12 Hazard Assessment - Ingestion  Ingestion is highly unlikely for the nano- scale alloy particles used at UTSI  Steps to prevent ingestion include:  Use gloves while handling the materials  Remove gloves and wash hands following work in the lab  Don’t allow hand-to-mouth contact (e.g. eating, drinking) while working in the lab.

13 Hazard Assessment - Inhalation  Inhalation can be the most significant route of entry into the body for an airborne material.  Particles less than 5 microns (5000 nm) in size can penetrate deeply into the lungs where some clearance mechanism (cilia) are not present  In addition, smaller particles are likely to stay airborne for a longer period of time

14 Hazard Assessment - Inhalation  It’s unlike that any of the nano-scale alloys used at UTSI would be inhaled through routine handling  However, it’s prudent to limit unnecessary inhalation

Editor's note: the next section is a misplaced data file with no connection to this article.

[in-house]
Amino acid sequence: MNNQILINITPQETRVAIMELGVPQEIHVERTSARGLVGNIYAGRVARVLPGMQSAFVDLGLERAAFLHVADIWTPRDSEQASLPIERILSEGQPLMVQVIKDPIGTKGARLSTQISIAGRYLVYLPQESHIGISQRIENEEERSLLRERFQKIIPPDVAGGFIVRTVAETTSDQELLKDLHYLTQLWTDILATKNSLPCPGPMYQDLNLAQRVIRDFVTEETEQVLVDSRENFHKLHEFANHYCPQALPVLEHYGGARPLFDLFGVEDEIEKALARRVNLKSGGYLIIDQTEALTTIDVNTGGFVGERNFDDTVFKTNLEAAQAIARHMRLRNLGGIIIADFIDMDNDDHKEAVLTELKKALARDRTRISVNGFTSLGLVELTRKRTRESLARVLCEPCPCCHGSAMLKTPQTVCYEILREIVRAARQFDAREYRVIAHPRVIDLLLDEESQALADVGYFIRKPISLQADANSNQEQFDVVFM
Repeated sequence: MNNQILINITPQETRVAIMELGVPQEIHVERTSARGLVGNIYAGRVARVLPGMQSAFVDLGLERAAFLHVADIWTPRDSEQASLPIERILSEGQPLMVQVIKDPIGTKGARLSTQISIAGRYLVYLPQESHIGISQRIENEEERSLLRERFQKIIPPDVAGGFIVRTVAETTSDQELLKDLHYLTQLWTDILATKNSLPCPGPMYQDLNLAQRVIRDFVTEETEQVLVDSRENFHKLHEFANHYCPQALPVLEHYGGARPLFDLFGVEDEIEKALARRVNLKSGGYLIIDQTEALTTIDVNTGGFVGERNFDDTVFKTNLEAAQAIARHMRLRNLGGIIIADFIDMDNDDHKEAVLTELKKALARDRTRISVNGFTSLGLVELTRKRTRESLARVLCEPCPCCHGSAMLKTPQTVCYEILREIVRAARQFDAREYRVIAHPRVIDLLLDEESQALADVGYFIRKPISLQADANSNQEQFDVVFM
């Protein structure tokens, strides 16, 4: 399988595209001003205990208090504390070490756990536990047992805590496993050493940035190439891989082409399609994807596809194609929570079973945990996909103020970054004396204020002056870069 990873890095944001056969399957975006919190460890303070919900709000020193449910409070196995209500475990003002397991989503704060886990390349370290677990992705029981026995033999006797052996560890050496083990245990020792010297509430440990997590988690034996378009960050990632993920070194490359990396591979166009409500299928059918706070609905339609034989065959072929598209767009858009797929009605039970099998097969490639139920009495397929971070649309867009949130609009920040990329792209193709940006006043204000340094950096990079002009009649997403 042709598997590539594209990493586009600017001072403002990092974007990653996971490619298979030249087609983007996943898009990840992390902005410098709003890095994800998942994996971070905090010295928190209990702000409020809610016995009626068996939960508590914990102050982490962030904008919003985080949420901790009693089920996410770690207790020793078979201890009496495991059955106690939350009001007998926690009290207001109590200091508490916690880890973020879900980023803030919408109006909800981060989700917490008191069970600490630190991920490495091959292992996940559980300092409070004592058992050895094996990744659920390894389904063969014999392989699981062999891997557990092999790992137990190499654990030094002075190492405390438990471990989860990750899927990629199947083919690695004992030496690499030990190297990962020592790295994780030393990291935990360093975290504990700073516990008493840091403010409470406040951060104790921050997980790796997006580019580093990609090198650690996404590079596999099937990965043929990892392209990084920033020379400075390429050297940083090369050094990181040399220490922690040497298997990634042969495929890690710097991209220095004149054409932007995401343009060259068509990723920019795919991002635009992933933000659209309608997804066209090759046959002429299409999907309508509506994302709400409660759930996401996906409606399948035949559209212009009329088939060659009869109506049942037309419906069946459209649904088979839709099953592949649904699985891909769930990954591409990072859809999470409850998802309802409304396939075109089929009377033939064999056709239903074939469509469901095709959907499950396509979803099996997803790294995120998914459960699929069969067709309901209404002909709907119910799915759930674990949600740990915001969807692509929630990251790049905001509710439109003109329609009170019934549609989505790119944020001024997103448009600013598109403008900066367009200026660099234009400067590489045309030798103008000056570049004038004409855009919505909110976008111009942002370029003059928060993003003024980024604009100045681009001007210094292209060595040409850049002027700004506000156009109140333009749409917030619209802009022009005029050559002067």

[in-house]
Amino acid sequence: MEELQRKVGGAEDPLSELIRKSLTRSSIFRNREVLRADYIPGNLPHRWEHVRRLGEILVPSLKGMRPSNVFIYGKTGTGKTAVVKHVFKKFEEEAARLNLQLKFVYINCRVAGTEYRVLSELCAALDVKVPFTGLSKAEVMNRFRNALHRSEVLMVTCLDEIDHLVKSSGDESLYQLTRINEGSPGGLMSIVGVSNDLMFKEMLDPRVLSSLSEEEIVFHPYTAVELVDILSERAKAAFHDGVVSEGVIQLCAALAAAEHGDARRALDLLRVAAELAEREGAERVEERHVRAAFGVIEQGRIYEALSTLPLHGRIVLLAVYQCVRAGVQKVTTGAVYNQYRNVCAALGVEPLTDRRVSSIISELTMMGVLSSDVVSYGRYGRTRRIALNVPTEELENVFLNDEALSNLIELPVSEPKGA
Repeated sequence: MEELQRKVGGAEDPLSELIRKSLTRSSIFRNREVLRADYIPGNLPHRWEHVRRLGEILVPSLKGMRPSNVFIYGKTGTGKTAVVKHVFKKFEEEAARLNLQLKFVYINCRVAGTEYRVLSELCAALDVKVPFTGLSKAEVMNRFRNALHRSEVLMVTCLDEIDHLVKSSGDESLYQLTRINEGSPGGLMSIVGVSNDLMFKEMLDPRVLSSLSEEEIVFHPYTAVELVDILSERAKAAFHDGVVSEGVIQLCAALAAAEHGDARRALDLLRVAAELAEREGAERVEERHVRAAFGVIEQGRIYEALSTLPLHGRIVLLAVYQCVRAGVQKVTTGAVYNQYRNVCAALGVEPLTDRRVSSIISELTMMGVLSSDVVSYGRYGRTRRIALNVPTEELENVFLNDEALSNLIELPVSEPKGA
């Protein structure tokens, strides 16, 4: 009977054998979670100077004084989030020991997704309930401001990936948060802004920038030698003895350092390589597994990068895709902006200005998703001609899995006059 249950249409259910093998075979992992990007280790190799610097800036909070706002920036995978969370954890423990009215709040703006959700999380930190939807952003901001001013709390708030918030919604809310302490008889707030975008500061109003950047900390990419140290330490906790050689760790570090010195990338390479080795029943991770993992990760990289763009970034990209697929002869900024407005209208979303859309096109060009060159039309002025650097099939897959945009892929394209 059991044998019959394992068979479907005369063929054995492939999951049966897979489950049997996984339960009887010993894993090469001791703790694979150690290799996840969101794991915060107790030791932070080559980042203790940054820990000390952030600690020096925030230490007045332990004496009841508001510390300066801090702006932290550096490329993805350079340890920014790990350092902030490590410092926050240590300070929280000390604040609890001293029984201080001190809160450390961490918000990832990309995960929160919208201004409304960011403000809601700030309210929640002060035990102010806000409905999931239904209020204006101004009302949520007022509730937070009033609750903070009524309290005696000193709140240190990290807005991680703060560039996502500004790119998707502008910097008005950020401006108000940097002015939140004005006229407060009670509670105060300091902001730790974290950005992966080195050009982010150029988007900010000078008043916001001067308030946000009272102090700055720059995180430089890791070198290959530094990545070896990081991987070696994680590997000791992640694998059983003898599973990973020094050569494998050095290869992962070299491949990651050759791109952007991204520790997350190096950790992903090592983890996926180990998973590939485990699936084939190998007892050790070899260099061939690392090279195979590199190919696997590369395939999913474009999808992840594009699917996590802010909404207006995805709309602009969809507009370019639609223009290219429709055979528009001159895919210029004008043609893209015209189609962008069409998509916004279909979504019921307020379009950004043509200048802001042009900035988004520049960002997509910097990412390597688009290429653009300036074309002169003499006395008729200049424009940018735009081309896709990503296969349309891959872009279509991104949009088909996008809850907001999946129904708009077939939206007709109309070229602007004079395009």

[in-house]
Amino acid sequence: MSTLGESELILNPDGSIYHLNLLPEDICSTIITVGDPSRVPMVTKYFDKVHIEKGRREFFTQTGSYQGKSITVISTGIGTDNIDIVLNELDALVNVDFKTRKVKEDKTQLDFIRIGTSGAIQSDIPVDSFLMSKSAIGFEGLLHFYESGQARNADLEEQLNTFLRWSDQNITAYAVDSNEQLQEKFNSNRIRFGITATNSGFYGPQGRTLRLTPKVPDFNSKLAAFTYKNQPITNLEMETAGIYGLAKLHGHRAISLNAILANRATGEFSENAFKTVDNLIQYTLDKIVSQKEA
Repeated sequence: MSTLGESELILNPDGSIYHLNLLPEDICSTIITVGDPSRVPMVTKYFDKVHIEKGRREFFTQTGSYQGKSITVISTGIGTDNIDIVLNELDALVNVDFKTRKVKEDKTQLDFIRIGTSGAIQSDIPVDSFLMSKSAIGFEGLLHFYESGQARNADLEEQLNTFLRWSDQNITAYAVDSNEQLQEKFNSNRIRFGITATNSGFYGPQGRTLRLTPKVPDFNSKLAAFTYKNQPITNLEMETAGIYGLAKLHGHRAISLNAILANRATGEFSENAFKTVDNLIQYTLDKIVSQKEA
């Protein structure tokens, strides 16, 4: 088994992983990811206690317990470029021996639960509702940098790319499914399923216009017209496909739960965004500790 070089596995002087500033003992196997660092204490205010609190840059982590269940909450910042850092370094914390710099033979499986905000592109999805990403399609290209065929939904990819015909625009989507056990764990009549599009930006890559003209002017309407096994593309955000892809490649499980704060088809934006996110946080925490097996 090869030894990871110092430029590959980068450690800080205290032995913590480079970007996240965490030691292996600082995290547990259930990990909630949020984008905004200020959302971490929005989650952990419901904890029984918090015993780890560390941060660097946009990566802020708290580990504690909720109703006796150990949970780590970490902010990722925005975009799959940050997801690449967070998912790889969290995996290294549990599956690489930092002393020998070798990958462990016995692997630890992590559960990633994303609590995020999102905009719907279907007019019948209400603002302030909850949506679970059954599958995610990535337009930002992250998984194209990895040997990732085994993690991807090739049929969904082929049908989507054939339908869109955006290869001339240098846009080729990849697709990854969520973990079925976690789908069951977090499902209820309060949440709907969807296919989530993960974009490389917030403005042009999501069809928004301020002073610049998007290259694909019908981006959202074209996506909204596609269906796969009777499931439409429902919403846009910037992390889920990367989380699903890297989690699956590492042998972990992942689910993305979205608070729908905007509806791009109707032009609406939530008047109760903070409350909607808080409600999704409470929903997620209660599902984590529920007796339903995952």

15 Hazard Assessment – Accidental Release  In the event an accidental release of the nanoparticles occurs:  Avoid breathing the dust  Use gloves to clean up the spilled material  Use wet methods (damp paper towel or other material) to collect the spill  Avoid creating a dust

16 Hazard Assessment – Accidental Release  Clean up materials, including personal protective equipment, from a spill may be discarded via regular trash  They aren’t considered a hazardous waste.  It’s suggested they be placed in a sealed plastic bag and kept damp if possible